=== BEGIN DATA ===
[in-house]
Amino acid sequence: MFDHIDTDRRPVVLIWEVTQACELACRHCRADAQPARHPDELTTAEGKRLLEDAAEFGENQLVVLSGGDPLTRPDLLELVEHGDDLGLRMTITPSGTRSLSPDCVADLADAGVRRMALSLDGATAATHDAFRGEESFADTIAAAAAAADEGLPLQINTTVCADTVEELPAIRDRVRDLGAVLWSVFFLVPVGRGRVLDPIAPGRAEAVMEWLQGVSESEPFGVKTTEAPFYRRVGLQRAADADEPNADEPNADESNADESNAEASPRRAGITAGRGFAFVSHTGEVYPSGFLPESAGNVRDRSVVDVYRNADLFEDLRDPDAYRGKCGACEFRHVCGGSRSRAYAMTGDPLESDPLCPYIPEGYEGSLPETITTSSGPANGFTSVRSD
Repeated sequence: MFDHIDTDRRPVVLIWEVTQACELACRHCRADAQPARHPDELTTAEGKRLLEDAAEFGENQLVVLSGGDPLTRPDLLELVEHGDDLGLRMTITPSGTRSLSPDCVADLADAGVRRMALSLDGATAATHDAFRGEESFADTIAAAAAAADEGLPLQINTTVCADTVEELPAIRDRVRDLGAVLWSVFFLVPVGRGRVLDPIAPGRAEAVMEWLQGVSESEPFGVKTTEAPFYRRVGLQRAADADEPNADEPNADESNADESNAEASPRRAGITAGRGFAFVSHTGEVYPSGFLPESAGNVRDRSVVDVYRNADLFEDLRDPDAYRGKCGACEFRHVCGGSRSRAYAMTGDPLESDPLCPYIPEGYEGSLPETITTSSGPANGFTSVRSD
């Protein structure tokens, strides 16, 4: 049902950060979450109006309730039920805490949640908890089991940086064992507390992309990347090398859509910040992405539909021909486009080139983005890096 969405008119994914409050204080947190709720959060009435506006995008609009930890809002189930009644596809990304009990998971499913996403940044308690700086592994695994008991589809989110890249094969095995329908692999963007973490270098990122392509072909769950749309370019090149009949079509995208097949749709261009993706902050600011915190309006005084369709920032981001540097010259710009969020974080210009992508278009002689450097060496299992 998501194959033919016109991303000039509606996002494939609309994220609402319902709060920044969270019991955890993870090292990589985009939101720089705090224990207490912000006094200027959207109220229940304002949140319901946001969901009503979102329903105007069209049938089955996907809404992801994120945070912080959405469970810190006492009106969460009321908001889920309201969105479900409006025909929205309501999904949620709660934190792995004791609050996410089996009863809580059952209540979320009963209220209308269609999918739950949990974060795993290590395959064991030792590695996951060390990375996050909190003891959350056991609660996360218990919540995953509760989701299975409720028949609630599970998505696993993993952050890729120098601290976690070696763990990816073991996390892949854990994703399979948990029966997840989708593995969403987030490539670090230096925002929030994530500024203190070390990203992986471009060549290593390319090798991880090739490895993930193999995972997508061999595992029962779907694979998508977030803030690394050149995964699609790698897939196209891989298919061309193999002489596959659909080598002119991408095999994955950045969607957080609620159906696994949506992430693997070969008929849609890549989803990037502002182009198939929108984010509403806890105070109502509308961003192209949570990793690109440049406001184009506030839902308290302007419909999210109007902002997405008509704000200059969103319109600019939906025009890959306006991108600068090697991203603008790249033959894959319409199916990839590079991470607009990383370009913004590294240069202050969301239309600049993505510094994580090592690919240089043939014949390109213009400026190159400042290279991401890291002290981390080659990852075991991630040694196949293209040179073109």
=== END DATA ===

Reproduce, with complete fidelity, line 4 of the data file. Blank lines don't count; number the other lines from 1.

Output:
């Protein structure tokens, strides 16, 4: 049902950060979450109006309730039920805490949640908890089991940086064992507390992309990347090398859509910040992405539909021909486009080139983005890096 969405008119994914409050204080947190709720959060009435506006995008609009930890809002189930009644596809990304009990998971499913996403940044308690700086592994695994008991589809989110890249094969095995329908692999963007973490270098990122392509072909769950749309370019090149009949079509995208097949749709261009993706902050600011915190309006005084369709920032981001540097010259710009969020974080210009992508278009002689450097060496299992 998501194959033919016109991303000039509606996002494939609309994220609402319902709060920044969270019991955890993870090292990589985009939101720089705090224990207490912000006094200027959207109220229940304002949140319901946001969901009503979102329903105007069209049938089955996907809404992801994120945070912080959405469970810190006492009106969460009321908001889920309201969105479900409006025909929205309501999904949620709660934190792995004791609050996410089996009863809580059952209540979320009963209220209308269609999918739950949990974060795993290590395959064991030792590695996951060390990375996050909190003891959350056991609660996360218990919540995953509760989701299975409720028949609630599970998505696993993993952050890729120098601290976690070696763990990816073991996390892949854990994703399979948990029966997840989708593995969403987030490539670090230096925002929030994530500024203190070390990203992986471009060549290593390319090798991880090739490895993930193999995972997508061999595992029962779907694979998508977030803030690394050149995964699609790698897939196209891989298919061309193999002489596959659909080598002119991408095999994955950045969607957080609620159906696994949506992430693997070969008929849609890549989803990037502002182009198939929108984010509403806890105070109502509308961003192209949570990793690109440049406001184009506030839902308290302007419909999210109007902002997405008509704000200059969103319109600019939906025009890959306006991108600068090697991203603008790249033959894959319409199916990839590079991470607009990383370009913004590294240069202050969301239309600049993505510094994580090592690919240089043939014949390109213009400026190159400042290279991401890291002290981390080659990852075991991630040694196949293209040179073109």